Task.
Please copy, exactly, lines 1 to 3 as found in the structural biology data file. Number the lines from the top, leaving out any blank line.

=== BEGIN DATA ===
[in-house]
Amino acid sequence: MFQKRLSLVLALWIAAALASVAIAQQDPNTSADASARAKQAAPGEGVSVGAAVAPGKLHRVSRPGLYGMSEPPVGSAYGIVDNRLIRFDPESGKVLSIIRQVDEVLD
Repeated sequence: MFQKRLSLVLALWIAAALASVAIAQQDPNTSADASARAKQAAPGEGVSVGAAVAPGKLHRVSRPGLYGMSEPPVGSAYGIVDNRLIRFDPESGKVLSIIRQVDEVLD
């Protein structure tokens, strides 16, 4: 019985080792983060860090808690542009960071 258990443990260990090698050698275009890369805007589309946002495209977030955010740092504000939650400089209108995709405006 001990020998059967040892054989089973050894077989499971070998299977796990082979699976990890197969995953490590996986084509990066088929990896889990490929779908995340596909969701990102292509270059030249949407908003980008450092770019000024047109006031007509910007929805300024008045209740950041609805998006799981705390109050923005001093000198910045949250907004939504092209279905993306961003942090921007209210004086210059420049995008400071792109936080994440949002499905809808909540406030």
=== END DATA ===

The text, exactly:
[in-house]
Amino acid sequence: MFQKRLSLVLALWIAAALASVAIAQQDPNTSADASARAKQAAPGEGVSVGAAVAPGKLHRVSRPGLYGMSEPPVGSAYGIVDNRLIRFDPESGKVLSIIRQVDEVLD
Repeated sequence: MFQKRLSLVLALWIAAALASVAIAQQDPNTSADASARAKQAAPGEGVSVGAAVAPGKLHRVSRPGLYGMSEPPVGSAYGIVDNRLIRFDPESGKVLSIIRQVDEVLD